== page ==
Modern browsers already include a mechanism for executing native code in the form of plug-ins. But according to Google's research paper, this route is no better than ActiveX. Experts and end-users alike view plug-ins with distrust, which seriously limits their effectiveness.
A sand castle
Google claims that its Native Client improves upon any of these past technologies by building a "sandbox" security layer around native code downloaded from Web sites. You can think of it as a kind of "virtualization lite" -- except that Native Client avoids the overhead of full-blown virtualization environments such as VMware by placing strict limitations on what kind of code is allowed to run.
As such, the notion that Native Client will execute unmodified native x86 code is a little misleading. While C source may indeed run without modification, you'll need to compile it with special versions of the Gnu C compiler and its related tool chain before it will run in the Native Client. Programs and libraries written in hand-coded assembly language will almost certainly require patches.
Native Client's cleverest security hack is to limit memory access using 80386 memory segmentation. Each process is assigned its own unique memory address space, rendering it impossible for malicious code to attack memory used by the OS or other processes. To further reinforce this, certain processor instructions and system calls are banned, the code must handle returns from subroutines using a specific method, and modules running in the Native Client can only communicate with the world outside its sandbox through a provided set of APIs.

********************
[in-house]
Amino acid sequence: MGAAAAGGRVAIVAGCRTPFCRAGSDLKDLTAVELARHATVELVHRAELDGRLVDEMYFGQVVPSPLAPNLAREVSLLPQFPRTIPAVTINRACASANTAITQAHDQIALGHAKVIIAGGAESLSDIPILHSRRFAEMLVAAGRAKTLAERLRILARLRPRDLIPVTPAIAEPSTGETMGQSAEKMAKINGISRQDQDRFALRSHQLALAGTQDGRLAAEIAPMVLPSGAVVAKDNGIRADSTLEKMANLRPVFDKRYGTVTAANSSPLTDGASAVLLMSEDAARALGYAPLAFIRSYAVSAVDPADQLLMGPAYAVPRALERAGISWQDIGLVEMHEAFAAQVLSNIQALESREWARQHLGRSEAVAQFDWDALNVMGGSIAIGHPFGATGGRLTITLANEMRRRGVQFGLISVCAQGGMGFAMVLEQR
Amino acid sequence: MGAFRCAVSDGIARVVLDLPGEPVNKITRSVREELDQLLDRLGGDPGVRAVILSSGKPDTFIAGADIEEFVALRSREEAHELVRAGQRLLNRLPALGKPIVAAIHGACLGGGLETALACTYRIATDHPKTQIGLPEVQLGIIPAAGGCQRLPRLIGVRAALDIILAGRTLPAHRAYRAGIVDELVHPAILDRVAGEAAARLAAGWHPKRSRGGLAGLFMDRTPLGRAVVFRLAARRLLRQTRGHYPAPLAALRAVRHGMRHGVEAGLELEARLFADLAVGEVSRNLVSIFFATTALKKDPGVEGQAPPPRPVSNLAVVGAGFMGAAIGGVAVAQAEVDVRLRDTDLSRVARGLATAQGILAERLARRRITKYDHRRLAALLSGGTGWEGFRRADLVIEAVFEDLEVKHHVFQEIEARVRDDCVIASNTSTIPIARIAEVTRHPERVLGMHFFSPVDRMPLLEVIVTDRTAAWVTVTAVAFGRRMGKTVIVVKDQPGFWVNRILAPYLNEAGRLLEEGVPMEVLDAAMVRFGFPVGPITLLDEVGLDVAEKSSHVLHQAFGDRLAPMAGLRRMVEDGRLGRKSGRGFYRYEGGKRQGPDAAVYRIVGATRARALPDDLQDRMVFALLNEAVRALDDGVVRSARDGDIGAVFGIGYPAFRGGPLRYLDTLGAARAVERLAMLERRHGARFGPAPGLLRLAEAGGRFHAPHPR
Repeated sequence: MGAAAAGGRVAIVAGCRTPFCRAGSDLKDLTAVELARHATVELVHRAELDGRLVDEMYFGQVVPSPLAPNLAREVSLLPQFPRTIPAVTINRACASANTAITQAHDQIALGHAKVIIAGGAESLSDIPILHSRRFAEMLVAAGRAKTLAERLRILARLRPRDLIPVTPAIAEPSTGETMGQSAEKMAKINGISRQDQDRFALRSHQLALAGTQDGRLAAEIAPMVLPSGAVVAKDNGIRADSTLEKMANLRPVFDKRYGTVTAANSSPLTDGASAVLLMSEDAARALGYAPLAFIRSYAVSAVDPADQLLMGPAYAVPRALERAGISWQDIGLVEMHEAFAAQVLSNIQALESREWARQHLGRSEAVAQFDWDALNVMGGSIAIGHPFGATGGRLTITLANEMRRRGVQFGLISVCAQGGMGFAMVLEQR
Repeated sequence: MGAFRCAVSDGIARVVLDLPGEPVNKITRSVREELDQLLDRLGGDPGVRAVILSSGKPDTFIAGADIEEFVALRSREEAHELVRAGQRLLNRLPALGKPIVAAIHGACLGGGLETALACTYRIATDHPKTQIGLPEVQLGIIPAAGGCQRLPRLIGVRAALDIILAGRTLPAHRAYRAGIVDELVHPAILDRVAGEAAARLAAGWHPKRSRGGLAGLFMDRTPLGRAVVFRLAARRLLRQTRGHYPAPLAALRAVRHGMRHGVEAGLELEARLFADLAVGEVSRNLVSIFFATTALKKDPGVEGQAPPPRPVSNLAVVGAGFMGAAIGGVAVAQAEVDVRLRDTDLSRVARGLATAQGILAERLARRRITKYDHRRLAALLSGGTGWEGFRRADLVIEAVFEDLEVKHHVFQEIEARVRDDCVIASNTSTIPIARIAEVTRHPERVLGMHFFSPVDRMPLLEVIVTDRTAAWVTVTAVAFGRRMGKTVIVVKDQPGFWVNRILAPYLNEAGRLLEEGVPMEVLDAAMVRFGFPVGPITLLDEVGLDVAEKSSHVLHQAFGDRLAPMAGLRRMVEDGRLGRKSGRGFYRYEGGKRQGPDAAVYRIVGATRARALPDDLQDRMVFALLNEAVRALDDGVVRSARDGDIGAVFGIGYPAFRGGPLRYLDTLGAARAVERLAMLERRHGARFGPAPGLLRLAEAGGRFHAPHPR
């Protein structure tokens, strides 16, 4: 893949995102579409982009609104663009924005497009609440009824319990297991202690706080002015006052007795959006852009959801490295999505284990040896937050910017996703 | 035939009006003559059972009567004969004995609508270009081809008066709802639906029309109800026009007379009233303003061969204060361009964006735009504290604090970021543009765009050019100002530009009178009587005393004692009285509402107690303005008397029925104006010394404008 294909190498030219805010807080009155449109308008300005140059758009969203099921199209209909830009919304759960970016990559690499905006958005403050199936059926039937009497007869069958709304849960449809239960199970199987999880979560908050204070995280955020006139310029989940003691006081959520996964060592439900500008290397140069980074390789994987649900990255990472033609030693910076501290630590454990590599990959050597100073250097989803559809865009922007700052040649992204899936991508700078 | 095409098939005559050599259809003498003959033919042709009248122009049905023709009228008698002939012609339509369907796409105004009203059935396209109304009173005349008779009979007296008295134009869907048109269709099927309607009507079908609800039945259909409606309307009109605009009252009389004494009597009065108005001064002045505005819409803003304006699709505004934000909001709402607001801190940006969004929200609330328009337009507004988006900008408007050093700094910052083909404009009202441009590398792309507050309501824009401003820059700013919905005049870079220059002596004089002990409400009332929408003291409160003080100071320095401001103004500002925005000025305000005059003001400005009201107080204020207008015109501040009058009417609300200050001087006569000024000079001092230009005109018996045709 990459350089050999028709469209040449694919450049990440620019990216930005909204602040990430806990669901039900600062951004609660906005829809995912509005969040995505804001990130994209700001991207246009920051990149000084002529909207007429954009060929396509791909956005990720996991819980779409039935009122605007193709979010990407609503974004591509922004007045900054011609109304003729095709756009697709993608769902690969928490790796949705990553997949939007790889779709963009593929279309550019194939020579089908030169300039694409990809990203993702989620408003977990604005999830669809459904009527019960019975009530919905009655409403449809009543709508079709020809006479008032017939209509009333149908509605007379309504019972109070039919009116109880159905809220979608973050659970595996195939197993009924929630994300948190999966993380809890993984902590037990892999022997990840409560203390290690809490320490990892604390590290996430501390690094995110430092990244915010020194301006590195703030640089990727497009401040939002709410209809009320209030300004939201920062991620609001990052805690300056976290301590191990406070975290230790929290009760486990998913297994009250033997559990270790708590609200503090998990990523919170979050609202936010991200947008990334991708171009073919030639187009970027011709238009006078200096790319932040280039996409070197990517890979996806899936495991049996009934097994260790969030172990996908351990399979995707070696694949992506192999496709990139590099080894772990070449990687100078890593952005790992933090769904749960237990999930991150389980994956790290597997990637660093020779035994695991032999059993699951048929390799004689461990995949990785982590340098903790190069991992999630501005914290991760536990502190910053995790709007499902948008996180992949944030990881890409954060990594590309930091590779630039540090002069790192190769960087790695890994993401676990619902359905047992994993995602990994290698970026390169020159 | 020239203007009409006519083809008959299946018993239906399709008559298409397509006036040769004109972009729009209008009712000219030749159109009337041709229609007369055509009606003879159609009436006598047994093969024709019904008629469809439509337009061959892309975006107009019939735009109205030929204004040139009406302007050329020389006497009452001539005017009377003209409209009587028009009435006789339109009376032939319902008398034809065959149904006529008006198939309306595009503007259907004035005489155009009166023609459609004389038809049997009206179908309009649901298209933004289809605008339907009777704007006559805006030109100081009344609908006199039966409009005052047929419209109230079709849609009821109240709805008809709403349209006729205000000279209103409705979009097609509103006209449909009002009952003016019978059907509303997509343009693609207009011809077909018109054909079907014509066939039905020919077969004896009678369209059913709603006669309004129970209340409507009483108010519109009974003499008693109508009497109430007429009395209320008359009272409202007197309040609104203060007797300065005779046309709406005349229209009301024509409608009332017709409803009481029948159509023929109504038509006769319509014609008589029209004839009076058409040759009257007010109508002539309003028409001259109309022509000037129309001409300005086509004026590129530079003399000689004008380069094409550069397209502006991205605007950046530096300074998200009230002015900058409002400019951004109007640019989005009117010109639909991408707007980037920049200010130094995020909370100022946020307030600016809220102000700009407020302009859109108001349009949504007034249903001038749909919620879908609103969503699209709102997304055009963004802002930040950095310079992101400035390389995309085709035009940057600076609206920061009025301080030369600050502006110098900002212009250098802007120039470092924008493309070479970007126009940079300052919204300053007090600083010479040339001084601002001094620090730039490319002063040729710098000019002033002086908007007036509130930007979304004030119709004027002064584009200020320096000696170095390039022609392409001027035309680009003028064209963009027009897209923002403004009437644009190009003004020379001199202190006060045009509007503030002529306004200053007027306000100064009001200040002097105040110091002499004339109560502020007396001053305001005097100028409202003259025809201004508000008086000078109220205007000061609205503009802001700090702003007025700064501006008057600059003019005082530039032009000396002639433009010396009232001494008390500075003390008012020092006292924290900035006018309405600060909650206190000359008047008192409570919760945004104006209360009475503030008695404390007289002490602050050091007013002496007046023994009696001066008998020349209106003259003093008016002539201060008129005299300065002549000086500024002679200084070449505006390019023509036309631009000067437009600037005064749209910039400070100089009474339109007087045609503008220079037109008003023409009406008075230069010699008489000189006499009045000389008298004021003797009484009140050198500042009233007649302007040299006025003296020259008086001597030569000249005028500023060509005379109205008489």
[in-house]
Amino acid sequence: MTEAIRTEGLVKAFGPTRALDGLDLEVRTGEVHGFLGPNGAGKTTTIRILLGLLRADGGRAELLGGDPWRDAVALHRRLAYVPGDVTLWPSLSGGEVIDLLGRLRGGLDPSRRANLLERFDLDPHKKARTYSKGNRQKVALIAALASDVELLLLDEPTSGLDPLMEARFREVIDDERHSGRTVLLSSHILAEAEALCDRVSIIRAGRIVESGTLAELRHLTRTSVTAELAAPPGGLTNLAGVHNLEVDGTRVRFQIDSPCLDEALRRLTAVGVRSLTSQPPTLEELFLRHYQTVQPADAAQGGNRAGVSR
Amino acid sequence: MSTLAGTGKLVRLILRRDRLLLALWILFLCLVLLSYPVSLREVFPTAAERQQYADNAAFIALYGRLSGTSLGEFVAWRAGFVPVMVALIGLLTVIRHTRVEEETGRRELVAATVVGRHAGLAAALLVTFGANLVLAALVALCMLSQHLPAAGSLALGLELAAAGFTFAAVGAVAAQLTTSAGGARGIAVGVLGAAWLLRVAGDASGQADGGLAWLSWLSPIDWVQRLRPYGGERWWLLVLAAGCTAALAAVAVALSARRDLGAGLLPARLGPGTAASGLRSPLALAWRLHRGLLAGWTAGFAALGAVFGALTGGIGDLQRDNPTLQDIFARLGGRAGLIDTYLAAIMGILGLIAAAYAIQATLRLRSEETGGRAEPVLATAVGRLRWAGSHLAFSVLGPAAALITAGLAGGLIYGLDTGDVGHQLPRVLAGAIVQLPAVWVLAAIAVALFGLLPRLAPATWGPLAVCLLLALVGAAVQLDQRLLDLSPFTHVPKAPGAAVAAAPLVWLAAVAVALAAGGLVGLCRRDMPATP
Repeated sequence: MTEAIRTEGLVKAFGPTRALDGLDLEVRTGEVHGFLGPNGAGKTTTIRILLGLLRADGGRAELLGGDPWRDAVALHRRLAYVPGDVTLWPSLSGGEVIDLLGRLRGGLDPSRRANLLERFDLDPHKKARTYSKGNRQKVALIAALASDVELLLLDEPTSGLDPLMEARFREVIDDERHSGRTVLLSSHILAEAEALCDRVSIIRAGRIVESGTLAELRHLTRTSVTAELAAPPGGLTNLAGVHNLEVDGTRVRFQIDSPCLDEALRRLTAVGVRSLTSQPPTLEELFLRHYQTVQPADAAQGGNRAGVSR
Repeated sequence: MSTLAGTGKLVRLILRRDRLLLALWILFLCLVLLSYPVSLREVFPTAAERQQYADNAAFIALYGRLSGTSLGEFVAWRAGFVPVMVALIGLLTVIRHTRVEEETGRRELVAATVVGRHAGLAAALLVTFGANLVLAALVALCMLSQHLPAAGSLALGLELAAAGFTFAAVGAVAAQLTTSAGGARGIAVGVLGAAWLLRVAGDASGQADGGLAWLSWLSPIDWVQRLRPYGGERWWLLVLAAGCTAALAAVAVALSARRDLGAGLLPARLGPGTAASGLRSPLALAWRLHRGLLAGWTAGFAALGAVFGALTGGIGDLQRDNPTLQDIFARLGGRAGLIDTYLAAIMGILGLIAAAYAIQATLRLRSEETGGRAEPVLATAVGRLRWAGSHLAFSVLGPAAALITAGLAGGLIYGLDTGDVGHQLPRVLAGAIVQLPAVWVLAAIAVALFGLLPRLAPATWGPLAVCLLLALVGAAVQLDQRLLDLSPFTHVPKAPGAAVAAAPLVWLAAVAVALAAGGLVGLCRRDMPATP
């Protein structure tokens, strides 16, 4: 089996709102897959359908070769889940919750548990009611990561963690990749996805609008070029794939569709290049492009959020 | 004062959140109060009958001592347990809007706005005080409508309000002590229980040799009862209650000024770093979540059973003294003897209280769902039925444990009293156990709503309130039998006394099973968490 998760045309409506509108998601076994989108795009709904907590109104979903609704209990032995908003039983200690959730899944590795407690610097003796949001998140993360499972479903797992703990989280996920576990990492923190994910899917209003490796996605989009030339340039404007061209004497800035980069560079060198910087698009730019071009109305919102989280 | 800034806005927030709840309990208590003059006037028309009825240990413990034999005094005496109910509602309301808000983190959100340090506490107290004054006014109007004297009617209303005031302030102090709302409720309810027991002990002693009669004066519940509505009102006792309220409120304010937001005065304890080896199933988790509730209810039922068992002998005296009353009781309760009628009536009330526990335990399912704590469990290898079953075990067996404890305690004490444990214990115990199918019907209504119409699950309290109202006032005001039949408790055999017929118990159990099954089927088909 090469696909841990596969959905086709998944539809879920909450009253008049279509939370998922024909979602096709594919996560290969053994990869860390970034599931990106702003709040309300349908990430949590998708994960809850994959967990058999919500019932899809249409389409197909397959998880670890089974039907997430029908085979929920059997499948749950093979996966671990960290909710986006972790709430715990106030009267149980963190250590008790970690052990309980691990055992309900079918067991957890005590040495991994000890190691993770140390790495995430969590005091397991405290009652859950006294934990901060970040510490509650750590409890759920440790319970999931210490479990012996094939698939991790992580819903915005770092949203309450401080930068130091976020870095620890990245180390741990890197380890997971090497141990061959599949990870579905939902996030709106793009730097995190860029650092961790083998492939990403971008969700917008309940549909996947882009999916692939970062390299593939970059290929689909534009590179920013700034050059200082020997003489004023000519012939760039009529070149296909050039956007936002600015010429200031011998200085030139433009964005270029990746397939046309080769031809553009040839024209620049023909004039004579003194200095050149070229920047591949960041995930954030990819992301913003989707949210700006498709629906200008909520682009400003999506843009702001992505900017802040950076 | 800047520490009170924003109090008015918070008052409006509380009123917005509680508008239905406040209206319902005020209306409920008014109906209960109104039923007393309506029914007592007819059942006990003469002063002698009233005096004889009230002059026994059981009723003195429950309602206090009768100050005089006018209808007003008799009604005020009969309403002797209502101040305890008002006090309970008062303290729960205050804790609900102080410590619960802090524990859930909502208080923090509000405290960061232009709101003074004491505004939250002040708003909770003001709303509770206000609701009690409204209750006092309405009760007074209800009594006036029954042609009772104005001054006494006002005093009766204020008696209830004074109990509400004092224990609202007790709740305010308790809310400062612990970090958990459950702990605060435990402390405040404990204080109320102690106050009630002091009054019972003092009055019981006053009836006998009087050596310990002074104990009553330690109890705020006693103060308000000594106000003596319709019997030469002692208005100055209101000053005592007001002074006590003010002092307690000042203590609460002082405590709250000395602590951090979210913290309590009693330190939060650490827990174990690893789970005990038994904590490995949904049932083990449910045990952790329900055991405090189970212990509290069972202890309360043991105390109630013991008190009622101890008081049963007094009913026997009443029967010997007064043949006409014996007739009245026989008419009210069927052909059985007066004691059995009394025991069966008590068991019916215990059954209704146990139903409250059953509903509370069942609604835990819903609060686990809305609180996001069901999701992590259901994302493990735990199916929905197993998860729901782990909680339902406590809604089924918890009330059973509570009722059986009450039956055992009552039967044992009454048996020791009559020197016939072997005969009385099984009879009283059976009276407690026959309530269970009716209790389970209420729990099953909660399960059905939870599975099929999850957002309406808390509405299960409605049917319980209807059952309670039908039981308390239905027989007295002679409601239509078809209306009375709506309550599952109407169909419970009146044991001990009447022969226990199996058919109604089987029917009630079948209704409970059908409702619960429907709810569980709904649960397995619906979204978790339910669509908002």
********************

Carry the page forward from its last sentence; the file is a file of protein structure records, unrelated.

To make sure code follows the rules, Native Client relies on static source code analysis to spot security defects and potentially harmful routines before any instructions are executed. According to Google, the rules it enforces on code at compilation time make disassembling and analyzing Native Client binaries a breeze, and the overhead imposed by this verification pass is minuscule compared to the overhead of actually downloading the component.
In addition, Google's engineers are still working on adding a second, "outer" sandbox that will trap malicious behaviors that escape the code verification and memory protection layers.
It's a sound idea with a lot of promise. Given the pedigrees of Google engineers, Native Client may yet prove to be one browser extension idea that's so crazy that it just might work.